Fig. 1. Experimental setup for the photocatalytic degradation.

catalyst dosage, irradiation time and aqueous pH on the photocatalytic activity. Experimental Materials Methylene Blue (C16H18ClN3SCl) was used in this work which was purchased from s.d fine-chem limited, Bombay [99.0% pure]. 4-Hydroxybenzhydrazide [98% pure] and 4-Ethylbenzaldehyde [98% pure] were purchased from Sigma–Aldrich, Bangalore. Nickel chloride hexahydrate and Cobalt chloride hexahydrate [99% pure] were purchased from HiMedia laboratory Pvt. Ltd. Bombay and were used as received to prepare the precursor for the synthesis of photocatalytic complexes. Double-distilled water was used throughout the experiments. Instruments used C, H and N estimated on a Perkin Elmer CHN 2400 analyzer. Melting points of the compounds were determined by using capillaries in Sigma melting point apparatus, Sigma instruments, Chennai, India. Magnetic susceptibility measurements were carried at room temperature on a magnetic susceptibility balance (Sherwood Scientific, Cambridge, England) using CuSO45H2O as standard. Electronic spectra were recorded on Elico-150 in DMSO solvent.

Table 1 The analytical and physical data of the ligand and its complexes. Compound

Mol. Wt (g/mol)

Color

Melting point (°C)

leff BM

Elemental analysis data (%calculated/%observed) C

H

N

O

HL

268.37

Color less

200–202

71.62 (71.56)

6.01 (5.89)

10.44 (10.39)

11.92 (11.78)



Complex I

593.30

Light blue

>300

64.78 (64.73)

5.10 (4.98)

9.44 (9.23)

10.79 (10.59)

0.77

Complex II

593.54

Rose

>300

64.75 (64.71)

5.09 (5.01)

9.44 (9.31)

10.78 (10.61)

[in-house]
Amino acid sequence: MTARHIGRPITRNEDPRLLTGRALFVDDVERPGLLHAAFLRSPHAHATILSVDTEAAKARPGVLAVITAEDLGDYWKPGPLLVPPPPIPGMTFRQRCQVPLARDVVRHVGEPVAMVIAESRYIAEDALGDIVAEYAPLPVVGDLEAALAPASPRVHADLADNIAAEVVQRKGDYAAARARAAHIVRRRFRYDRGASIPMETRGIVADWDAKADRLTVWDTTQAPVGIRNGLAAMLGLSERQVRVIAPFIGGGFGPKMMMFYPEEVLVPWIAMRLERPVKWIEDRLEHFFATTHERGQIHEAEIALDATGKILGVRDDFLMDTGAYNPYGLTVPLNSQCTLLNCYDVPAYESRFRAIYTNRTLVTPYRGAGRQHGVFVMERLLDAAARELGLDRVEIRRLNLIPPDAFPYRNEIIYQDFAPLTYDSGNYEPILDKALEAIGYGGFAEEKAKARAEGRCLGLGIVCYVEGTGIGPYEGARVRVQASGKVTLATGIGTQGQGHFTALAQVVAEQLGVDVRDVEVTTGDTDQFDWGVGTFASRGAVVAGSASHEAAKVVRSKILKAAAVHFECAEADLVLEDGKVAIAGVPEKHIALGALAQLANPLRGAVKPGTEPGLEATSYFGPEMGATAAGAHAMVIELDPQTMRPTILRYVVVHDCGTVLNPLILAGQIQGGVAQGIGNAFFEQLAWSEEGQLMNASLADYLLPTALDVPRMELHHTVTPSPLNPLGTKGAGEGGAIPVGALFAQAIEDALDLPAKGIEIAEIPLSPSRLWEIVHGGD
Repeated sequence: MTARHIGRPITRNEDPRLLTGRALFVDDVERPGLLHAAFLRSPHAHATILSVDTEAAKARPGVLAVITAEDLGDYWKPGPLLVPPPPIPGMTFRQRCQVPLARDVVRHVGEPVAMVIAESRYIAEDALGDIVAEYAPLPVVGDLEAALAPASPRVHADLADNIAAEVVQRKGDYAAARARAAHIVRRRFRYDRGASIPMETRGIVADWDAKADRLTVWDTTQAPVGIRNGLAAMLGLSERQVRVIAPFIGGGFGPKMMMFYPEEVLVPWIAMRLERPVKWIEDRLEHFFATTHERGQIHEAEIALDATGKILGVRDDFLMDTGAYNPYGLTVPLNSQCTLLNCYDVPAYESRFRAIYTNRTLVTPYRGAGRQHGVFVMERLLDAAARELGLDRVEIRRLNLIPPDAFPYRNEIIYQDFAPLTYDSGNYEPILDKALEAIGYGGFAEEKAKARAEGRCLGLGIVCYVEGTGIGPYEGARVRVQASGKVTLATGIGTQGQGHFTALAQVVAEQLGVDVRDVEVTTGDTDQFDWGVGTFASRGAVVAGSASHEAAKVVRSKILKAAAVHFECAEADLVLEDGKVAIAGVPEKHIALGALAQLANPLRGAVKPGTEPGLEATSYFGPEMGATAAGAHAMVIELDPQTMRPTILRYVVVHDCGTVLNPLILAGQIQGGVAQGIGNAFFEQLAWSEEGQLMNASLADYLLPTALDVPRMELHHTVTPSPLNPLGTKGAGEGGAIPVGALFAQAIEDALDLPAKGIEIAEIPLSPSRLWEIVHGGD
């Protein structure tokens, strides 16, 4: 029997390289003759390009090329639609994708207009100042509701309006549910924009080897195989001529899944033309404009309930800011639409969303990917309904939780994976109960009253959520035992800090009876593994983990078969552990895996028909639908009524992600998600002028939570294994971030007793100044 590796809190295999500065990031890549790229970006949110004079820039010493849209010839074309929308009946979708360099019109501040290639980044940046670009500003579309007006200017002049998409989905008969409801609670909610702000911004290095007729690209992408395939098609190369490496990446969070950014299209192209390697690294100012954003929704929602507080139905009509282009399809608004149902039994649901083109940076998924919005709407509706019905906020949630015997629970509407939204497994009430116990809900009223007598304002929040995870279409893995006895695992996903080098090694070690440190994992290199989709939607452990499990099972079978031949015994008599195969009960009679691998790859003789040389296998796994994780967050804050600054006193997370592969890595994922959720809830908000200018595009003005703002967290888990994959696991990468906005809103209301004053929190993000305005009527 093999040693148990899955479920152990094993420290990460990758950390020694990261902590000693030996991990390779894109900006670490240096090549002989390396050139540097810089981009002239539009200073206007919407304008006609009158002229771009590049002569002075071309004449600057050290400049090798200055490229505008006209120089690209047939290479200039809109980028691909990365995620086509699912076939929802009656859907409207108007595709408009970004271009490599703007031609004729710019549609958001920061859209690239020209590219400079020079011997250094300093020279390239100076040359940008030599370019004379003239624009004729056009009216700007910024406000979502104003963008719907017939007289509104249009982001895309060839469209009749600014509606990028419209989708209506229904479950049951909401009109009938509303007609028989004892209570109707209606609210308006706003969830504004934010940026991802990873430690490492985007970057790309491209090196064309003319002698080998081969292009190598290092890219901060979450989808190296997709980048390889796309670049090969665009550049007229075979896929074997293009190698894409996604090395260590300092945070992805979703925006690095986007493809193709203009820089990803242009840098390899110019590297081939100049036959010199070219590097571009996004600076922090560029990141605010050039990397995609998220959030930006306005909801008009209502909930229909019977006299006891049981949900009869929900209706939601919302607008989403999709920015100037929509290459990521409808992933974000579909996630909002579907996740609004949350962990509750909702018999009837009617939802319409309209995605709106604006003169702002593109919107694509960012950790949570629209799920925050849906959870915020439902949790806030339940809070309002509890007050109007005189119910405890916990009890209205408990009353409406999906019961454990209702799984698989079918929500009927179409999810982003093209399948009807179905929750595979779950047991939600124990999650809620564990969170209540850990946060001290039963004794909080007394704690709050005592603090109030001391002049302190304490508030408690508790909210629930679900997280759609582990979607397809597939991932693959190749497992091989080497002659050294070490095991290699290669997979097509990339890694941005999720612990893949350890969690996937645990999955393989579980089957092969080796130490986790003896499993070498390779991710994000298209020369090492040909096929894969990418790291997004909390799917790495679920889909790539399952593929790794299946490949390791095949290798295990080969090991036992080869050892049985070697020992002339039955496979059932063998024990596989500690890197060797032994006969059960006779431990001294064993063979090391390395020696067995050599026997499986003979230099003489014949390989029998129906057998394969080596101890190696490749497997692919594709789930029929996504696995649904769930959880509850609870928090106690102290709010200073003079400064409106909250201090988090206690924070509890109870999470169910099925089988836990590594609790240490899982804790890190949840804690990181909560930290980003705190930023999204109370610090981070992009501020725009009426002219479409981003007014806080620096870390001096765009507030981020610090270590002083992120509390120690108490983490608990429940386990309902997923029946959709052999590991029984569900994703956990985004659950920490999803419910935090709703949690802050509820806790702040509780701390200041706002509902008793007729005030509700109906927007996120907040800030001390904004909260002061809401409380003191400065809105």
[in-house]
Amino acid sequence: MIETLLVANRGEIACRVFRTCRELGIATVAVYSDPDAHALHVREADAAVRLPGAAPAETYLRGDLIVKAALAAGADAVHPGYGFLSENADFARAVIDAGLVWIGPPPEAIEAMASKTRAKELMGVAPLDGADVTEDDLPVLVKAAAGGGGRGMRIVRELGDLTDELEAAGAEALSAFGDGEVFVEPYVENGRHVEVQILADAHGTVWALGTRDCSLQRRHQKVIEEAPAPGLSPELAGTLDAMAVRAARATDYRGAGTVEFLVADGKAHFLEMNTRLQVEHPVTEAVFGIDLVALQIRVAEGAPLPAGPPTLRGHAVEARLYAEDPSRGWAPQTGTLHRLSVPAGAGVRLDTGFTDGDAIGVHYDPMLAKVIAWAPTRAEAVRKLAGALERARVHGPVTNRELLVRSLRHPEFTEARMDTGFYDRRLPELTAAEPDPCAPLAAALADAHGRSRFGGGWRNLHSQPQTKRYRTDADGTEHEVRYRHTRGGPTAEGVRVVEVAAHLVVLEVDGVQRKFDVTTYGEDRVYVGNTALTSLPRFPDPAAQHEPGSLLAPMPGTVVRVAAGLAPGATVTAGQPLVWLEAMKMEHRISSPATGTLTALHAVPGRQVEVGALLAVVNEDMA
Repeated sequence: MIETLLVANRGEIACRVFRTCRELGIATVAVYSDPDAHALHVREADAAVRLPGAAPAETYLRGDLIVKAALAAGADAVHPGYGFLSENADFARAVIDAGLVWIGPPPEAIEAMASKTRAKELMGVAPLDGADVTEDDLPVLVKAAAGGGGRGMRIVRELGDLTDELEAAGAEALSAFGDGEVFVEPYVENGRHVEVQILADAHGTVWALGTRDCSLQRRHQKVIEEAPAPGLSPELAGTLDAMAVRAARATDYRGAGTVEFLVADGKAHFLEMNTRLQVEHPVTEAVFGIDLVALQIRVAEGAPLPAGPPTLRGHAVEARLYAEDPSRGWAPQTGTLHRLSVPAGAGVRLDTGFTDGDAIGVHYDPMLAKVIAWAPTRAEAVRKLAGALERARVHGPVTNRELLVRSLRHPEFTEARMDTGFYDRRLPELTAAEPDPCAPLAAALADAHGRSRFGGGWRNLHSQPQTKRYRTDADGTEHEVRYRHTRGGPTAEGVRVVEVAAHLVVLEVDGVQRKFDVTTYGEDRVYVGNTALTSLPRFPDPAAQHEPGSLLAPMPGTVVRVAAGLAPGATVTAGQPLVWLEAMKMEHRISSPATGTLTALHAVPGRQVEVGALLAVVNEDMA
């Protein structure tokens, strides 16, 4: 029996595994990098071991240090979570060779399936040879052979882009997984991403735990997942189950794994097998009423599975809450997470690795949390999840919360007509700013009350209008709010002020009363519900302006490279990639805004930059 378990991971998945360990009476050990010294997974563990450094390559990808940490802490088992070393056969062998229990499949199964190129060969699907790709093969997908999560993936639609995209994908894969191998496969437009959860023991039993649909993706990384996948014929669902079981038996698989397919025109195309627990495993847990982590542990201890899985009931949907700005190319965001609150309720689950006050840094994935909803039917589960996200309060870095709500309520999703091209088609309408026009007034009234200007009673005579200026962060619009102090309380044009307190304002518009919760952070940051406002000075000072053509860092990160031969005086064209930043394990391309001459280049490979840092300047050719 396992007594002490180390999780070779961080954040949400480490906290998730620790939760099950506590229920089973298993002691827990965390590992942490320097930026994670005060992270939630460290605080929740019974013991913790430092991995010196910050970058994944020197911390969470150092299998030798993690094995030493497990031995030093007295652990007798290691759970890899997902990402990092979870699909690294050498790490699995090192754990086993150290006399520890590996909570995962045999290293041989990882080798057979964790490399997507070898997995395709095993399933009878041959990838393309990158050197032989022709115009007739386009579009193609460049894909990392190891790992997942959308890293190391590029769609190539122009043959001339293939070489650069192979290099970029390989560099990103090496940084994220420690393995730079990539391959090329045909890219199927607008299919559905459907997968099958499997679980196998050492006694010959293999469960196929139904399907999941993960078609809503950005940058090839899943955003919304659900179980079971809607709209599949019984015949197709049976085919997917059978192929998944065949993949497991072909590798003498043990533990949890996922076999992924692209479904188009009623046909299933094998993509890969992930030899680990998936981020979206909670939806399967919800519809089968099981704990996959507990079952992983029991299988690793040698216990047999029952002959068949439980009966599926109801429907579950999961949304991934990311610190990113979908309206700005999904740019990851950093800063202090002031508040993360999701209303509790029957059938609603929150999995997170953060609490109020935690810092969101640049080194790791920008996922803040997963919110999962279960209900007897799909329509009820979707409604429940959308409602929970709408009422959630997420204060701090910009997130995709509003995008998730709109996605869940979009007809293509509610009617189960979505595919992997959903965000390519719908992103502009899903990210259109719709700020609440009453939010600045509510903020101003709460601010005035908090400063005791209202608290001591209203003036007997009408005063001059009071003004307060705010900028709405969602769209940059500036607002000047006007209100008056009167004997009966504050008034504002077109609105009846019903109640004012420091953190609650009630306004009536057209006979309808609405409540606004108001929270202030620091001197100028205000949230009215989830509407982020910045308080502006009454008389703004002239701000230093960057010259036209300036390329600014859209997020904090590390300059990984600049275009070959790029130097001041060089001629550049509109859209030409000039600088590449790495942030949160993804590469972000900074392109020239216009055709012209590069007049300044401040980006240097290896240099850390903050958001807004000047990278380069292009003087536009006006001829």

0.99

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Scheme 2. Tentative fragmentation scheme for complex 1.

Infrared spectra were recorded in the 4000–400 cm1 region (KBr disc) on a Nicolet portage 460 FT-IR spectrophotometer. 1H- and 13 C{1H} NMR spectra were obtained in d6-DMSO using tetra methyl silane (TMS) as an internal reference on Advanced 200.12 and 50.32 MHz NMR spectrometer. The LC-MS studies of the complexes were recorded in aqueous methanol on a Shimadzu LCMS 2010A spectrometer.

CH3

HO H

Synthesis Preparation of N0 -[(E)-(4-ethylphenyl)methylidene]-4hydroxybenzohydrazide (HL) Ligand HL, was prepared according to the procedure given in literature [16]. To an ethanolic solution of 4-hydroxybenzhydrazide (1.11 g, 7.29 mmol) equimolar ethanolic solution of 4-ethylbenzaldehyde (0.979 g, 7.29 mmol) was mixed and the mixture was refluxed for 2–3 h that resulted in a clear solution. The clear solution was cooled to room temperature overnight to give a solid product, then, was filtered, recrystallized in methanol and dried under vacuum (Scheme 1).